<img height="1" width="1" style="display:none" src="https://www.facebook.com/tr?id=799546403794687&amp;ev=PageView&amp;noscript=1">

TikTok and Mental Health: How Do You Decipher Accurate Information?

Therapist details tips on how to spot misleading mental health content on the platform

minute read

Written by Matthew Hastings on September 19, 2023
What You Need To Know

TikTok can be a first step into understanding more about mental health, but it must be part of a bigger picture that might include therapy, medication, treatment and support, a CU Anschutz therapist says.

An uptick in mental health videos on TikTok can raise acceptance and awareness of psychological issues, but experts warn it can also be misleading and dangerous.

“It's excellent to be de-stigmatizing mental health and getting that information out there online and through TikTok,” said Emily Hemendinger, MPH, LCSW, clinical director of the OCD Program and assistant professor in the Department of Psychiatry at the University of Colorado School of Medicine. “However, creators are often not experts, and can mislead viewers and prevent them from seeking professional help.”

“Many of these TikToks are taking human emotions and experiences and trying to categorize them into those neat boxes of a diagnosis,” said Hemendinger. “This can lead viewers to misunderstand something that a trained mental health professional – who has also collected additional information on that person's symptoms, functioning, history – can interpret.” 

In the following Q&A, Hemendinger provides a roadmap on how to spot suspect mental health advice on TikTok and how to form a better relationship with the platform. 

Q&A Header

What are some things to be on the lookout for when viewing mental health content on TikTok?

Often, there are a few issues you can spot: 

  • Credentials. Who is giving the advice or posting? What’s their background? Is the person telling you that celery juice is going to cure your PTSD an actual medical professional?

  • The data presented. Are they backing their data with actual science and references? Or are they quickly throwing words around, skipping over nuance and the personal nature of mental health treatment? If someone's promising an easy cure or speaking in all-or-nothing terms, throwing blame and shame around, I would be skeptical. 

  • Quick fixes. Following that up: Safe and quality mental health treatment is not a quick fix. It involves being able to find the strength within yourself to heal in a supportive environment. It acknowledges that life is messy and while you can learn skills and insights to improve your functioning and satisfaction, that doesn't mean it's going to be easy. 

I think when you're looking at social media, especially mental health social media, you want to look for someone who doesn't have all the answers – especially if those answers come from them selling you on a product.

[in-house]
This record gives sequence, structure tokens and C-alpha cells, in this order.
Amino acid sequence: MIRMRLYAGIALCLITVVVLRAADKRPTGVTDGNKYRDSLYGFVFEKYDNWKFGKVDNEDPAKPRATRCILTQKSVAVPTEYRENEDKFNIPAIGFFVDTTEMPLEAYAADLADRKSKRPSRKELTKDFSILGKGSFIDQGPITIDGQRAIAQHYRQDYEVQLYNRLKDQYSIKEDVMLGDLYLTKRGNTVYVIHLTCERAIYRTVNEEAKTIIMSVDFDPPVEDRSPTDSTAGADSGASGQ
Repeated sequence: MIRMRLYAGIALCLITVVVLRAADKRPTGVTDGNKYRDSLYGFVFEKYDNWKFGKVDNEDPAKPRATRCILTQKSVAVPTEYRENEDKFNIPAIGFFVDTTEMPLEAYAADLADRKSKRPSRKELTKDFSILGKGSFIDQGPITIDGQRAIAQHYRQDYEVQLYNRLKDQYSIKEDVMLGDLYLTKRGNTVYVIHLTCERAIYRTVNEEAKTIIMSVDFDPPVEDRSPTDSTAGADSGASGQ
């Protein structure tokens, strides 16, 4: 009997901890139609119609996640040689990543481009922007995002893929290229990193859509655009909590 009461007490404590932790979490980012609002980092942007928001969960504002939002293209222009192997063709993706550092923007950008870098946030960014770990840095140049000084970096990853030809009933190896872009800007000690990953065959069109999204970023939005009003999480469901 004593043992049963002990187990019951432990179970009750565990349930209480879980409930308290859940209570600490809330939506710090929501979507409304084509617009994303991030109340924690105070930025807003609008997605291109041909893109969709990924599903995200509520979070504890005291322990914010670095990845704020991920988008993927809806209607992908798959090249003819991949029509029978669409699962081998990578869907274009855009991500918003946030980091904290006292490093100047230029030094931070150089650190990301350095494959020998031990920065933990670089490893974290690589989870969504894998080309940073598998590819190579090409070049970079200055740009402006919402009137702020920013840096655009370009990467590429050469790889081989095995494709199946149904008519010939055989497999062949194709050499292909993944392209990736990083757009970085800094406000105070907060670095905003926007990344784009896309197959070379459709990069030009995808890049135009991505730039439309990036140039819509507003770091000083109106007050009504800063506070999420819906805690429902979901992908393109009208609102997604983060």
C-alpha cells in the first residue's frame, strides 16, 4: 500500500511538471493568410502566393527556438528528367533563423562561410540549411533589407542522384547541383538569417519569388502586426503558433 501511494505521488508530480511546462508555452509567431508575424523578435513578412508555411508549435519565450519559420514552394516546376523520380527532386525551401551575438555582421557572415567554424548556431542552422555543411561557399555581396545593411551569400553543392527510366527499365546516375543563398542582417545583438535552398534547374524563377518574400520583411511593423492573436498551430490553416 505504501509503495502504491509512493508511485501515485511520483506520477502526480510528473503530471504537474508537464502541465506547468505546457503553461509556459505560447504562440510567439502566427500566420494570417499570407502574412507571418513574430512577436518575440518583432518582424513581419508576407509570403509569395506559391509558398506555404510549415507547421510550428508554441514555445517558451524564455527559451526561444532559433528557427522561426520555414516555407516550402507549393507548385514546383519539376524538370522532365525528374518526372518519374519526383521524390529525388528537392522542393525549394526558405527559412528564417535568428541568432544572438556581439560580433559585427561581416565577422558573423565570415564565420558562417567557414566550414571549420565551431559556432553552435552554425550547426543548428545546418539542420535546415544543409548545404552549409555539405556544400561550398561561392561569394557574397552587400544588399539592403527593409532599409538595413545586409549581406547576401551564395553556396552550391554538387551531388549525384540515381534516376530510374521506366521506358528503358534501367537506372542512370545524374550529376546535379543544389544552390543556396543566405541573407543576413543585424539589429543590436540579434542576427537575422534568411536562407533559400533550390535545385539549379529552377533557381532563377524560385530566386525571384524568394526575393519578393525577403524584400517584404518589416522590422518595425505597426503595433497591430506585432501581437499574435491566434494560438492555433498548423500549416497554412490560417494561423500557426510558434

What are some specific words or phrases that are an indicator the person on TikTok might not be a medical professional?

I’d identify four things to look out for:

1. Using terms that sound clinical adjacent. One term I see a lot on TikTok is “high functioning” – used around anxiety or depression. It’s not a clinical term. It can also falsely imply that substance abuse, anxiety or depression are not an impairment – minimizing someone’s struggle.

2. Generalizations. Similar to earlier when we talked about data, but I think any sort of generalization or blanket terms are something to watch out for. Just throwing around the word “science” or just broadly saying “a study stated.” Creators can really take science or studies and cherry pick something or interpret it in a certain way and share it under the guise of, “Well, science says.” And as long as that person is saying it in a cheerful way and they're popular, people are going to believe them, and that content gets shared and re-shared. This then rewards the original creator for their behavior and reinforces that they should keep doing this.

But generalizations aren’t always empirically based or interpreted correctly. Because of this, people might not seek help when they need it, or they may follow advice that is harmful or dangerous.

3. Emotional hooks and language. A common tactic of those spreading misinformation is charged language to hook people. “If this doesn’t infuriate you, you aren’t human” or “Evidenced based therapy is disgusting” being two small examples.

4. Rhetorical devices. Several of these get deployed regularly in mental health content online:

  • False dichotomy – think phrases that present strict binaries or impossible choices (“You’re with us or against us.” “If you support evidenced based therapy, you are a monster.”)

  • Incoherence – pairing things that don’t have anything to do with one another. (“Big Pharma is always trying to sell you the latest medication with a claim about it helping your mental health. What you really need is my new detox tea to help you clear your mind and reconnect with your soul.”)